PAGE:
Brightsurf Science News & Current Events

May 01, 2005
Blocking COX-1 slows tumor growth in mice
Blocking the COX-1 enzyme - not COX-2 - might lead to a way to prevent and treat the most common and fatal form of ovarian cancer, researchers at Vanderbilt University Medical Center reported this week.

United Nations University calls for world help to repair Iraqi higher education system
Since the start of the war of 2003 some 84% of Iraq's higher education institutions have been burnt, looted or destroyed while four dozen academics have been assassinated and many more brave daily threats, according to an analysis of the system's reconstruction needs released today by the United Nations University.

USC researchers determine mechanism of action of chemotherapy drug
The chemotherapy drug motexafin gadolinium works to thwart cancer cells by disrupting key enzymes involved in cellular metabolism.

Prevalence of concussion effects linked to 'pot of gold' lawsuits, researcher says
A new review of studies suggests that long-lasting symptoms of concussion - subjective at best - may increase when the outcome of a lawsuit is at stake.

First-year college students who feel lonely have a weaker immune response to the flu shot
A new study at Carnegie Mellon University in Pittsburgh confirms how college challenges both mind and body, by demonstrating that lonely first-year students mounted a weaker immune response to the flu shot than did other students.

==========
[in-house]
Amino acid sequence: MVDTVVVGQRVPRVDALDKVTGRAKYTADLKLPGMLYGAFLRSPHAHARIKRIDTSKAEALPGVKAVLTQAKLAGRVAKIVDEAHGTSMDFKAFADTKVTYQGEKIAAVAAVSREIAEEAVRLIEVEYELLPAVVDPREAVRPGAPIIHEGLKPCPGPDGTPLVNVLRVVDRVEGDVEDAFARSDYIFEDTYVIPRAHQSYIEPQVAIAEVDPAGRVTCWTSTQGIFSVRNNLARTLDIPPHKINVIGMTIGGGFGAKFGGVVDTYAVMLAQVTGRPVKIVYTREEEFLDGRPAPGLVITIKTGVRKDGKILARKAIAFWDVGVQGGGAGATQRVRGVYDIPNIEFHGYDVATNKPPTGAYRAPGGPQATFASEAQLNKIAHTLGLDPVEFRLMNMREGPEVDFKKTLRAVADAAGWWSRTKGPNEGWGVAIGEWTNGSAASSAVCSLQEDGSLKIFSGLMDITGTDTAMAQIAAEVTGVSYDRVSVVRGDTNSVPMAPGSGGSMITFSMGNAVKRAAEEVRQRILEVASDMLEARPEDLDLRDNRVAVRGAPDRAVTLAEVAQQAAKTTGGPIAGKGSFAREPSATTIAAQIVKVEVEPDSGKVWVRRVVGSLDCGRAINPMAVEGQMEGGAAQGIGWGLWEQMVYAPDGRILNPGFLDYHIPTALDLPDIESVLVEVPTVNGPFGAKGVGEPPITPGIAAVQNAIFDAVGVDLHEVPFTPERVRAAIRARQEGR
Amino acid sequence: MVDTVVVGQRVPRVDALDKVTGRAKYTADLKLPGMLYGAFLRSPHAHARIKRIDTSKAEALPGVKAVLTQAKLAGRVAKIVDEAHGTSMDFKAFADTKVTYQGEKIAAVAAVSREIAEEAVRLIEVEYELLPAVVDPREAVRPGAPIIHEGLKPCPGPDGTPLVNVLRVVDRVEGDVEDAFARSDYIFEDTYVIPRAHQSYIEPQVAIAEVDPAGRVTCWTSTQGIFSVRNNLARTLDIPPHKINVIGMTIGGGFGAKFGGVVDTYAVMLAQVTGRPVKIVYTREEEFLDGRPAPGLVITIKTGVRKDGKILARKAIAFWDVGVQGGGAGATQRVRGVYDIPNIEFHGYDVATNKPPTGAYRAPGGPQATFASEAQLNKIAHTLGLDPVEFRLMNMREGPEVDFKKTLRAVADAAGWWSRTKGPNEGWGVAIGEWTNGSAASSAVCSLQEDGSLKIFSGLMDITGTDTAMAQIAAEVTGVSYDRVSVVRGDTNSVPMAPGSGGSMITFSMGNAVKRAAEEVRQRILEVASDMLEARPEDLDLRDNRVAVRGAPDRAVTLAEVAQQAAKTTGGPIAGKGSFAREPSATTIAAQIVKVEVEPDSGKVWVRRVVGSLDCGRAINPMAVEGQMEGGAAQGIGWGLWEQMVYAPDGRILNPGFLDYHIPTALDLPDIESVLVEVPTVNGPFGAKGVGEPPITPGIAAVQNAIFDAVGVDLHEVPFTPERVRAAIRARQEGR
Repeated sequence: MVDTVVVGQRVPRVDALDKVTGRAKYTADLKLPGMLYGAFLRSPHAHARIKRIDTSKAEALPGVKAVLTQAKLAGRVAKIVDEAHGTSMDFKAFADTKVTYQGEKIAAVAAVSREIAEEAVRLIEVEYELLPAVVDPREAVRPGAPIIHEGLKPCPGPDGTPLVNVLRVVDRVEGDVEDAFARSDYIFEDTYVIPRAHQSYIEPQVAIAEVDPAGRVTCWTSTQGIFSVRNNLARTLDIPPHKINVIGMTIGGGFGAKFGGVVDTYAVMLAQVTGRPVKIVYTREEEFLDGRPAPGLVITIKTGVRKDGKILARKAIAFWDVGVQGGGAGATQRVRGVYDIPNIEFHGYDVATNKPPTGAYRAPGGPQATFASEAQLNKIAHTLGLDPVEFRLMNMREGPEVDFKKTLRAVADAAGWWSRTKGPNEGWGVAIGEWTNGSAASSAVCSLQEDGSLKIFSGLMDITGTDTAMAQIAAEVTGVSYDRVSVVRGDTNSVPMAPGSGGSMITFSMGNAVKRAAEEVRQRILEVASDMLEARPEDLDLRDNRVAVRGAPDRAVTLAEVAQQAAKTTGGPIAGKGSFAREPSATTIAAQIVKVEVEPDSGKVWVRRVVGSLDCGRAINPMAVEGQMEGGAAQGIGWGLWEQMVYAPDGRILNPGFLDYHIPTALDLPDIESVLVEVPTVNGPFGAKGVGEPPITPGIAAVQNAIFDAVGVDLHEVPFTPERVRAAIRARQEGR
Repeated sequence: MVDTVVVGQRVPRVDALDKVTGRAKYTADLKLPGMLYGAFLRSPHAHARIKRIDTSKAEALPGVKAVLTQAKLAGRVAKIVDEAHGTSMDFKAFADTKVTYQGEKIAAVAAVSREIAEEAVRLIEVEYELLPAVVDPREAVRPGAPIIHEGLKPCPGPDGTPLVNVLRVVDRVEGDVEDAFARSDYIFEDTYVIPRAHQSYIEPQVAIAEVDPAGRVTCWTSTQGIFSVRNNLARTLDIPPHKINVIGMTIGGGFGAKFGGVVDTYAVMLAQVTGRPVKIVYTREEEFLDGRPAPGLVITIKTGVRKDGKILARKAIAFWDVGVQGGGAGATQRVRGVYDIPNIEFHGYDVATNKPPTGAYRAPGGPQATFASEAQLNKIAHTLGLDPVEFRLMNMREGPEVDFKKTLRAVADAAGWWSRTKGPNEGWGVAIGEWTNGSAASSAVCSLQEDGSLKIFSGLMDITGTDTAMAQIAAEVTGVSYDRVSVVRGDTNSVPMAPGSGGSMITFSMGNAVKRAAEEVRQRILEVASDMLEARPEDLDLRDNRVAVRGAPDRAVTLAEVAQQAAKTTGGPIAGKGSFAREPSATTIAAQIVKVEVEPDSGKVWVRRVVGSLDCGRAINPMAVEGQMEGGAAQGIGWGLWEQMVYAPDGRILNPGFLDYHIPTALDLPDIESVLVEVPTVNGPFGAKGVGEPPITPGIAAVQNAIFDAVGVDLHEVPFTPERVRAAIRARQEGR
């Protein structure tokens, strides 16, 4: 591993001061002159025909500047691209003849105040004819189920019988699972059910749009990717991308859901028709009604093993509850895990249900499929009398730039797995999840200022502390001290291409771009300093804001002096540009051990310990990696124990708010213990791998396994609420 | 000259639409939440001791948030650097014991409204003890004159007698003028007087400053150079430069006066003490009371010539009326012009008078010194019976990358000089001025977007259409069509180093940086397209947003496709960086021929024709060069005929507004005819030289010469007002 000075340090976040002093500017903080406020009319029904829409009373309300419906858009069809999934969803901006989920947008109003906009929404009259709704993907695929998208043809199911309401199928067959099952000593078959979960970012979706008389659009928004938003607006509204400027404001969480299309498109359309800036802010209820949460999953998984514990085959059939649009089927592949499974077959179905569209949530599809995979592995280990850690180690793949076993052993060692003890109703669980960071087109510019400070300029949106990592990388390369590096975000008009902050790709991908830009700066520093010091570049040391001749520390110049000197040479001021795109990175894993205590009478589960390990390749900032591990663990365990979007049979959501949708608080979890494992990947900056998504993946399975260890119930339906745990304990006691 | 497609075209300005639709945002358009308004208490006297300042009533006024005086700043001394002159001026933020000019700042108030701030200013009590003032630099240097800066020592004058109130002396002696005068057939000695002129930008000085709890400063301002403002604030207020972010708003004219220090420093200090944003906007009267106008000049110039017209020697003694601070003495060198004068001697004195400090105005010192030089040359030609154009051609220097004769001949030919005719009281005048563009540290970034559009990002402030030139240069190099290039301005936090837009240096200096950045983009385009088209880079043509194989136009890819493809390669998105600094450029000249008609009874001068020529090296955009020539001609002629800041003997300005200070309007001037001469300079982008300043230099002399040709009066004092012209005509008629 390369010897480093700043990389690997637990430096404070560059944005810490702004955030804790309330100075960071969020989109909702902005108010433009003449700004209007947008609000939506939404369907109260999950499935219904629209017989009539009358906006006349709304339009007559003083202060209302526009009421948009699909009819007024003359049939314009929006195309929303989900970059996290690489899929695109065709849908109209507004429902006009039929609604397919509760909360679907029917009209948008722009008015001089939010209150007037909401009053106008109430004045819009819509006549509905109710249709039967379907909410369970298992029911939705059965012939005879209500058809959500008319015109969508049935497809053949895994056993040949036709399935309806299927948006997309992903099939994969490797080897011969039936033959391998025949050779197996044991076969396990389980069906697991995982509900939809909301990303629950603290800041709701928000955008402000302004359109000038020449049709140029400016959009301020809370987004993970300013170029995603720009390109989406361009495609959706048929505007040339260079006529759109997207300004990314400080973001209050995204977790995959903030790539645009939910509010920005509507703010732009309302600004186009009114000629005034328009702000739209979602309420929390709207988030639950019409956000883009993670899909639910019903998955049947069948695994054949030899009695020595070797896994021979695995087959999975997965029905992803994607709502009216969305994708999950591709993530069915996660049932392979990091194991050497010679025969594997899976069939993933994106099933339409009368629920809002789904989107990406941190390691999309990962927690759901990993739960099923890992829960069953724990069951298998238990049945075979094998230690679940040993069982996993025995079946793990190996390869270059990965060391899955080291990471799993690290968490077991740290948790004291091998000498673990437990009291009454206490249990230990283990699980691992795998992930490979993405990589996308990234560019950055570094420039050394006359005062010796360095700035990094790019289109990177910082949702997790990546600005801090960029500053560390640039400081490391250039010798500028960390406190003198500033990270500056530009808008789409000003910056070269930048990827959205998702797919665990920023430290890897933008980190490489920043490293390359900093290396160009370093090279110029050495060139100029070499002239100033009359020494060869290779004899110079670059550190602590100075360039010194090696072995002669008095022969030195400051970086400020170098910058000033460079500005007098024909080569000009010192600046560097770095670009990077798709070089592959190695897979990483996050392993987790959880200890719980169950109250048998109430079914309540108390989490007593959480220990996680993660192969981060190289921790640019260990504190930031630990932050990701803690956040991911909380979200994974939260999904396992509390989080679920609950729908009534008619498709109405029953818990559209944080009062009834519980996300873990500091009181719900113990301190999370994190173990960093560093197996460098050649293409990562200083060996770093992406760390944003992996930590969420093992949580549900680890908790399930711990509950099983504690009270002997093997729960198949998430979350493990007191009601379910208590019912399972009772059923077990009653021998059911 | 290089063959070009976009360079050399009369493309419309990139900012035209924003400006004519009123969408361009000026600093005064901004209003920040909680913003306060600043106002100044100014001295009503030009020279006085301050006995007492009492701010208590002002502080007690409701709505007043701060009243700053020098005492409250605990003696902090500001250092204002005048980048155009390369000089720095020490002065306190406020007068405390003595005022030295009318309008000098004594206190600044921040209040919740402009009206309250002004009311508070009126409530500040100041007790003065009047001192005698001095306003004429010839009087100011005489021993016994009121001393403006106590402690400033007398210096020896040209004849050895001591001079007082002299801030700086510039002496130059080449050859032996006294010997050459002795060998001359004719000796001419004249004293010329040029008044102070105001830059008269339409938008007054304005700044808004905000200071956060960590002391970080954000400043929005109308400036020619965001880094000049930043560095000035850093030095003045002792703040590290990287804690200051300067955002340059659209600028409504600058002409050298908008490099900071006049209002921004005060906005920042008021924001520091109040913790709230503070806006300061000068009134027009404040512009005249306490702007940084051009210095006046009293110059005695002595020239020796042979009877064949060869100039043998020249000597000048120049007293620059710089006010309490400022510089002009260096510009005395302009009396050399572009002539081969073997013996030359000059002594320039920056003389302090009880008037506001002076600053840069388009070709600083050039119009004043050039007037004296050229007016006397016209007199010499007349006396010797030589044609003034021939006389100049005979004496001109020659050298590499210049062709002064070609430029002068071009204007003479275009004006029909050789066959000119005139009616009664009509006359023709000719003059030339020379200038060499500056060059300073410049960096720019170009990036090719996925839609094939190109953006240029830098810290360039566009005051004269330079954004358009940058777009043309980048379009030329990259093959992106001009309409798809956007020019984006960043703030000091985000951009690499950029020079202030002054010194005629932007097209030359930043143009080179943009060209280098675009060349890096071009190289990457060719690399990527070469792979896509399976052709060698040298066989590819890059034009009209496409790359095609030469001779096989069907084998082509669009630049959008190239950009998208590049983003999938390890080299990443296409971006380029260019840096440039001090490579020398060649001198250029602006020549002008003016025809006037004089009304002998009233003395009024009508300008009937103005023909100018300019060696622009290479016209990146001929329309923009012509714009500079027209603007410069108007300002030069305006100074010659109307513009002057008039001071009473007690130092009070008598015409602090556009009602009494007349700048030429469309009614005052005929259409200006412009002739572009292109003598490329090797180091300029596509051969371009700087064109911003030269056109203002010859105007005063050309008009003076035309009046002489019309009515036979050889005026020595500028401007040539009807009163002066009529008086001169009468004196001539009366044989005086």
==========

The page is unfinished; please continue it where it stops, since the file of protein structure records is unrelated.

Scientists track 'stealth' DNA elements in primate evolution
Louisiana State University scientists have demonstrated that specific DNA sequences play a crucial role in human evolution by surreptitiously spawning hyperactive progeny copies.

OHSU research shows vitamin C counteracts some negative impacts of smoking on unborn babies
Research conducted in monkeys at the Oregon National Primate Research Center, Oregon Health & Science University, suggests high doses of vitamin C may have potential to counteract some negative impacts of smoking in unborn babies.

Japanese women found to have lower recurrence of breast cancer
Early-stage breast cancer patients of Japanese descent that are treated with a lumpectomy and radiation therapy are more likely to be cured of their cancer than women of other ancestries, according to a new study published in the May 2005 issue of the International Journal of Radiation Oncology*Biology*Physics, the official journal of ASTRO, the American Society for Therapeutic Radiology and Oncology.

May 2005 Ophthalmology journal
Studies from the May 2005 issue of Ophthalmology, the clinical journal of the American Academy of Ophthalmology, are now available.

Journal study suggests many glaucoma patients don't take medication properly
A study that appears in the May edition of Ophthalmology, the clinical journal of the American Academy of Ophthalmology, shows that as many as 47 percent of patients receiving glaucoma therapy do not comply with their doctor's prescribed medicine regimen.

Social connections: Could heartwarming be heart-saving?
Being social has its rewards. Men who are socially isolated have elevated levels of a blood marker for inflammation that's linked to CVD.

Tools for diagnosing heart attack could be inaccurate in some populations
A computerized tool to help emergency room physicians determine whether a patient is having a heart attack may not work as well among some racial and ethnic groups, according to research of almost 12,000 patients at nine medical centers.
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